Dream team: 11 of the best football works
EDDY FRANKEL, The Art Newspaper
As the World Cup 2018 kicks off in Russia, Eddy Frankel picks some of the most striking pieces by contemporary artists
Douglas Gordon and Philippe Parreno, Zidane: a 21st-Century Portrait(2006)
This epic film is the touchstone for football art as a genre. Douglas Gordon and Philippe Parreno trained their fleet of high-end cameras on just one player—France’s brilliant Zinedine Zidane—for an entire game. It is a footballing soliloquy that shows the innate beauty of the game in all its cinematic glory.
Francis Alÿs, Paradox of Praxis 5 (2013)
In this sombre video, Francis Alÿs uses football to kick up a political stink in a place that has been forgotten. The Belgian artist knocks a flaming ball through a deserted Mexican border town, tracing a path through dereliction, crime and poverty.
Donald Rodney, John Barnes (1991)
Donald Rodney was part of the Blk Art Group alongside the likes of Lubaina Himid and Claudette Johnson. This piece, a lightbox photograph, shows Liverpool and England’s John Barnes, a banana thrown at his feet, exposing the racism that coursed— and still runs deep—through the game and wider society.
Eddie Peake, Touch (2012)
Shocking, sensual and balletic, Eddie Peake’s Touch—and its two later iterations, Duro (2015) and Gli Animali (2017)—pitches 10 men against each other in a game of football just like any other… just, you know, without any clothes on. Part live-action classical Greek sculpture, part performance art titillation.
Rose Wylie, Yellow Strip (2006)
Like the true Pop art magpie that she is, Rose Wylie absorbed her artist-husband Roy Oxlade’s love of football and turned it into this enormous frieze featuring Wayne Rooney, John Terry, Ronaldinho, Jens Lehmann and Thierry Henry. It is the subtle, aesthetic joy of football captured in Wylie’s true simplistic style.
Leo Fitzmaurice, Post Match (1996-2017)
For more than two decades, Leo Fitzmaurice has been snipping and folding cigarette packets into tiny little football shirts. As cute and simple as they seem, they are also filled with ideas of consumerism, globalisation and the clash between advertising and football.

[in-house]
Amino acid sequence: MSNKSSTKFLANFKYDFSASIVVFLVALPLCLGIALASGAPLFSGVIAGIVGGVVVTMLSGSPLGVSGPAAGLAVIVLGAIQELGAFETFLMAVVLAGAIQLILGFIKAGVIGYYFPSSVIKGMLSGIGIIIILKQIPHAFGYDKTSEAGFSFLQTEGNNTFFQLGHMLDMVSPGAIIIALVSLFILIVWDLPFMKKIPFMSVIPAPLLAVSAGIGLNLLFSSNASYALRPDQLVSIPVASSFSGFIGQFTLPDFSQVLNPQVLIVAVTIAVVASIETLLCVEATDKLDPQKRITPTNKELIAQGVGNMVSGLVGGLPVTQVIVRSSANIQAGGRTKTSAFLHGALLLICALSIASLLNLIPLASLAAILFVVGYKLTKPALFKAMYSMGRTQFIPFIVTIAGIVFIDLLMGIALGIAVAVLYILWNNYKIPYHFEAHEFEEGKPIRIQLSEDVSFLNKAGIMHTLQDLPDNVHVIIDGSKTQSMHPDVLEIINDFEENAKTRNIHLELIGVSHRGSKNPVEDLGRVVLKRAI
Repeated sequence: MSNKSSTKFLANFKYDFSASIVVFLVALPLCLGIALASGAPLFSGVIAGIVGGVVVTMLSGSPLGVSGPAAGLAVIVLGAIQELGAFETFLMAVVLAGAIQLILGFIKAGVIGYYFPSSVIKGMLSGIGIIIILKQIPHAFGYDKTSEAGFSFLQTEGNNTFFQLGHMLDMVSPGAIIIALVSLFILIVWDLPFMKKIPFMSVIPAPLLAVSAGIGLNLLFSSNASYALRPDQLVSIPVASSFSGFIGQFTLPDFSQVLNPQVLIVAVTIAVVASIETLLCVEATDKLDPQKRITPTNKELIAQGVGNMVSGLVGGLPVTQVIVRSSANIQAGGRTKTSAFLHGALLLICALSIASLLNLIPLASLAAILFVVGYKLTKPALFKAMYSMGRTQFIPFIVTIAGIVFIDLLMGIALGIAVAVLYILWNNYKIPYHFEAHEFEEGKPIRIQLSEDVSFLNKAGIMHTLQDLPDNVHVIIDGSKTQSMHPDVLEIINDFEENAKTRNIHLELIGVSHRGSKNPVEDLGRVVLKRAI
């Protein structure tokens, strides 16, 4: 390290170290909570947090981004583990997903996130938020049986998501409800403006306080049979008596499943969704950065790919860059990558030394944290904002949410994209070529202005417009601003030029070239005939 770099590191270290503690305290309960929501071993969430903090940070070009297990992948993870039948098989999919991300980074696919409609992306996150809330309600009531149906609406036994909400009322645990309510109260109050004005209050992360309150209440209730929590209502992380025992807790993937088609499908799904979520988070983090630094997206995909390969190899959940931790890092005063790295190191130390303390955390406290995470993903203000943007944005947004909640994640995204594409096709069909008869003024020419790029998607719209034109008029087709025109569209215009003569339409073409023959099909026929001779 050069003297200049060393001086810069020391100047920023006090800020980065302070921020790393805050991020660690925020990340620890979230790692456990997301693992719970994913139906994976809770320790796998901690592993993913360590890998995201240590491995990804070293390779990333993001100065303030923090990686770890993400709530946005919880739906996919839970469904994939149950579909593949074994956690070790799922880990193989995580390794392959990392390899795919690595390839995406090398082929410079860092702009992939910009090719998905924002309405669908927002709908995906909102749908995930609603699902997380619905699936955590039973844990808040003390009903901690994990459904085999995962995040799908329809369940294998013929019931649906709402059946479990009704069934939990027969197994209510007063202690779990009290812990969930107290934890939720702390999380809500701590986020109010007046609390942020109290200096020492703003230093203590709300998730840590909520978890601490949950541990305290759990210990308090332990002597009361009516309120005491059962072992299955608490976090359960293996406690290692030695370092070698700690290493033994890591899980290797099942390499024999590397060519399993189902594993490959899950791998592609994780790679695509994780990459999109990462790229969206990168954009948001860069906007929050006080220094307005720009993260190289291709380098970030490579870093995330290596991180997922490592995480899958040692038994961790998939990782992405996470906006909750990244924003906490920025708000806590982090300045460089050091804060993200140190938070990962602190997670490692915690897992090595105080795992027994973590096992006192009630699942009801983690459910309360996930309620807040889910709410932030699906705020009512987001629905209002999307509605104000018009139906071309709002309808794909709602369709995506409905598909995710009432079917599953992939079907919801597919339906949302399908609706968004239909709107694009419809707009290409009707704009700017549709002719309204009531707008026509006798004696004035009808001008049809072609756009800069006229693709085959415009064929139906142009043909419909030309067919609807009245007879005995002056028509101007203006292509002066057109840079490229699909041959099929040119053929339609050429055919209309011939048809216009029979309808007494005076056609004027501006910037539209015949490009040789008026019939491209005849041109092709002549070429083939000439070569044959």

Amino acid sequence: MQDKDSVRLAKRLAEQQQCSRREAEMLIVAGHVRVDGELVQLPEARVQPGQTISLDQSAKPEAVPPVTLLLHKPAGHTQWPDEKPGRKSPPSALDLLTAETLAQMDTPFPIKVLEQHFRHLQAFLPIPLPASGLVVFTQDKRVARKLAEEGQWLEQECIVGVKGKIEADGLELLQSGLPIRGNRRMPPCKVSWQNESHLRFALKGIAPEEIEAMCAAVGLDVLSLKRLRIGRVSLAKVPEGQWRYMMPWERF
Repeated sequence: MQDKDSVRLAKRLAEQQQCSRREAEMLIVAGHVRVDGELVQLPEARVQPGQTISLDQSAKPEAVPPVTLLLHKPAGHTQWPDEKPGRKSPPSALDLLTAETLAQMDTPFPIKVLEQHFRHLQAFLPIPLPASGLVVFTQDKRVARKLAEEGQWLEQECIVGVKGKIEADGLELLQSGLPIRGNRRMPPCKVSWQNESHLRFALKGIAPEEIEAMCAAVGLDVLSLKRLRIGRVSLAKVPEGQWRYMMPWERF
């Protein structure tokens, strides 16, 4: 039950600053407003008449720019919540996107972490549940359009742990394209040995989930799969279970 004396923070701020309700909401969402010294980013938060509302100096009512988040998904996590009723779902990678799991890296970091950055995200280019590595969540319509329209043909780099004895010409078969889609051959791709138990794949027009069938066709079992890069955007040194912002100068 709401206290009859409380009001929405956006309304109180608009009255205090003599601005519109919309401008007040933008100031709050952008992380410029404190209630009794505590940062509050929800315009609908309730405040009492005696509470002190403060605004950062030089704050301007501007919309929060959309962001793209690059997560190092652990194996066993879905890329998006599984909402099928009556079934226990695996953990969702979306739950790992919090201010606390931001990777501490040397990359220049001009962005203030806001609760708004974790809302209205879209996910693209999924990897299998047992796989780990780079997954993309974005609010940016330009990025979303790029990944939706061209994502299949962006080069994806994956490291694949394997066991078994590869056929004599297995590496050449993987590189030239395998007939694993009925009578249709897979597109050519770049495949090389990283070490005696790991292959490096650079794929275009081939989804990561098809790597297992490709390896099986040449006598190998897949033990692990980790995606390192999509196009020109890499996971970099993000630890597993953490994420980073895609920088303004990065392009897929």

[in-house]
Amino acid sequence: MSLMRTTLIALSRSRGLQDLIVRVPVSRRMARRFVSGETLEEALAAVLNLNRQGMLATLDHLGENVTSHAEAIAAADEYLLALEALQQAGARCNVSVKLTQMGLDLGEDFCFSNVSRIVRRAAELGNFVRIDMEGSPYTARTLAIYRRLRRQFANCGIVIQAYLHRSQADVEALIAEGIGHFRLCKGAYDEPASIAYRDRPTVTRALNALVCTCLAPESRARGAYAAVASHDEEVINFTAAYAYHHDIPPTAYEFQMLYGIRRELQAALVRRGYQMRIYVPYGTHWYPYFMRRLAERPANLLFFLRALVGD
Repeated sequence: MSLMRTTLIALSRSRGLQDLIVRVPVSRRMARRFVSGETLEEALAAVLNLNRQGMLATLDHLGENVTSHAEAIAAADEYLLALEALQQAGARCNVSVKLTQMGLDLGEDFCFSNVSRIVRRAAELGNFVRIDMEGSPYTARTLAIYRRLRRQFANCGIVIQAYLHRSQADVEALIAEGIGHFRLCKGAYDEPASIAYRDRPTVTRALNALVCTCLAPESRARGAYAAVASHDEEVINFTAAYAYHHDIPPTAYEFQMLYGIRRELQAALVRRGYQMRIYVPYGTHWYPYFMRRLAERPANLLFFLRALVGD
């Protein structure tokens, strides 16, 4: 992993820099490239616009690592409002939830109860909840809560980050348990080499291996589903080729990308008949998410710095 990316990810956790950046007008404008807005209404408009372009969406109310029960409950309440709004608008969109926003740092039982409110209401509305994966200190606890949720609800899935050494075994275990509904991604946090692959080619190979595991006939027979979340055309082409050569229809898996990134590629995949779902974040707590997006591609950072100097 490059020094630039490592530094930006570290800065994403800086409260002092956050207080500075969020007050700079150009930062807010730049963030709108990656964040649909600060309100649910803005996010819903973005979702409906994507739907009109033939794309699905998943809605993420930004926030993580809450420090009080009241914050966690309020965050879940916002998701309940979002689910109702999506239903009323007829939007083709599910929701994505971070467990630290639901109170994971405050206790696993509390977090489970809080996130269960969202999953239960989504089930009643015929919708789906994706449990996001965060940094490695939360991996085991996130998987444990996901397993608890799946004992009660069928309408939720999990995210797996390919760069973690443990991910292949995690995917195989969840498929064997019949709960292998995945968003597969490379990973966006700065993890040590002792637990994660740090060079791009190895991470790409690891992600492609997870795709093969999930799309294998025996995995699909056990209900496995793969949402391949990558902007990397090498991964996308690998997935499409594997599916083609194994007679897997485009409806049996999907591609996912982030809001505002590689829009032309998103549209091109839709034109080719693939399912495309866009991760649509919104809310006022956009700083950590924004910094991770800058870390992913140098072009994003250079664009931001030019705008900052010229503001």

Massimo Furlan, Prolongation – Perfo Foot (2015)
Football is a team sport, with a huge collection of coaches and support staff behind the scenes, and behind all that: millions of fans. Furlan has restaged a selection of classic, politically-tinged football matches, but he is the only performer. He inhabits a single player, memorises their moves, and plays out the whole game by himself. Tragic, comic, solitary and surprisingly graceful.
Ann Veronica Janssens, Berlin-Barcelona (2009)
Lots of the best works of football art are performance-based, and Ann Veronica Janssens’ piece is a great example. Over the course of a match, the pitch becomes ever-more inundated with fog, leaving the players isolated, alone and blind, moving from a collective to a group of individuals.
Adel Abdessemed, Headbutt (2012)
As stunning a footballer as Zinedine Zidane was, he will also always be remembered for headbutting Marco Materazzi during the 2006 World Cup final against Italy and being sent off, dooming France to defeat. Ignominious, yes, but an unforgettable moment of brute force and passion captured in monumental style by Adel Abdessemed.
Paul Pfeiffer, Jerusalem (2014)
There is no ball in Paul Pfeiffer’s video edit of England’s World Cup-winning defeat of Germany in 1966. Even the players seem to disappear and diffuse. It is a ghostly work that echoes with crowds cheering, but also somehow the phantoms of victories long gone.
Marcin Dudek, Sovereign Heads (2017-18)
The Polish artist Marcin Dudek was a teenage football hooligan, a violent tearaway whose life was saved when he fled to art school. His work refers to his brutal past, including this series of jesmonite, plaster and terracotta casts of balaclavas worn by fellow Ultras.
• Eddy Frankel is the founder and editor of the art and football magazine Oof, and Time Out London’s art editor